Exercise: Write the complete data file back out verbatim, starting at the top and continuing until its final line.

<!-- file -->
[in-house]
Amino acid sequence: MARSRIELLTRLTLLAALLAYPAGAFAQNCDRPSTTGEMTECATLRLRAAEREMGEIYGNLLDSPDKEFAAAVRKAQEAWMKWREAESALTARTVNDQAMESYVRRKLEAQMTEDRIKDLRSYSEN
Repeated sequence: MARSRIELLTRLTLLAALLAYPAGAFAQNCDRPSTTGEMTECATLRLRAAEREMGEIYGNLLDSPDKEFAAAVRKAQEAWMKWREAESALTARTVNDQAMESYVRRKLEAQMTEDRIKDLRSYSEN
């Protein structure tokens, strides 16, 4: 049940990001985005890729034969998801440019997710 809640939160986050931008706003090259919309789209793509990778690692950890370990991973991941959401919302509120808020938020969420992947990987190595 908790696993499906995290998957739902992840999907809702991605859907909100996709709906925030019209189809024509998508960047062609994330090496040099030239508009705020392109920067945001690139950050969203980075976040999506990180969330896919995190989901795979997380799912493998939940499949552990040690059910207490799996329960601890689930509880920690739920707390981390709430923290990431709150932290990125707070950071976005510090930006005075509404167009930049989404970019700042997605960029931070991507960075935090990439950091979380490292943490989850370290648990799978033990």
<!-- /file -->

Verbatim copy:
[in-house]
Amino acid sequence: MARSRIELLTRLTLLAALLAYPAGAFAQNCDRPSTTGEMTECATLRLRAAEREMGEIYGNLLDSPDKEFAAAVRKAQEAWMKWREAESALTARTVNDQAMESYVRRKLEAQMTEDRIKDLRSYSEN
Repeated sequence: MARSRIELLTRLTLLAALLAYPAGAFAQNCDRPSTTGEMTECATLRLRAAEREMGEIYGNLLDSPDKEFAAAVRKAQEAWMKWREAESALTARTVNDQAMESYVRRKLEAQMTEDRIKDLRSYSEN
């Protein structure tokens, strides 16, 4: 049940990001985005890729034969998801440019997710 809640939160986050931008706003090259919309789209793509990778690692950890370990991973991941959401919302509120808020938020969420992947990987190595 908790696993499906995290998957739902992840999907809702991605859907909100996709709906925030019209189809024509998508960047062609994330090496040099030239508009705020392109920067945001690139950050969203980075976040999506990180969330896919995190989901795979997380799912493998939940499949552990040690059910207490799996329960601890689930509880920690739920707390981390709430923290990431709150932290990125707070950071976005510090930006005075509404167009930049989404970019700042997605960029931070991507960075935090990439950091979380490292943490989850370290648990799978033990």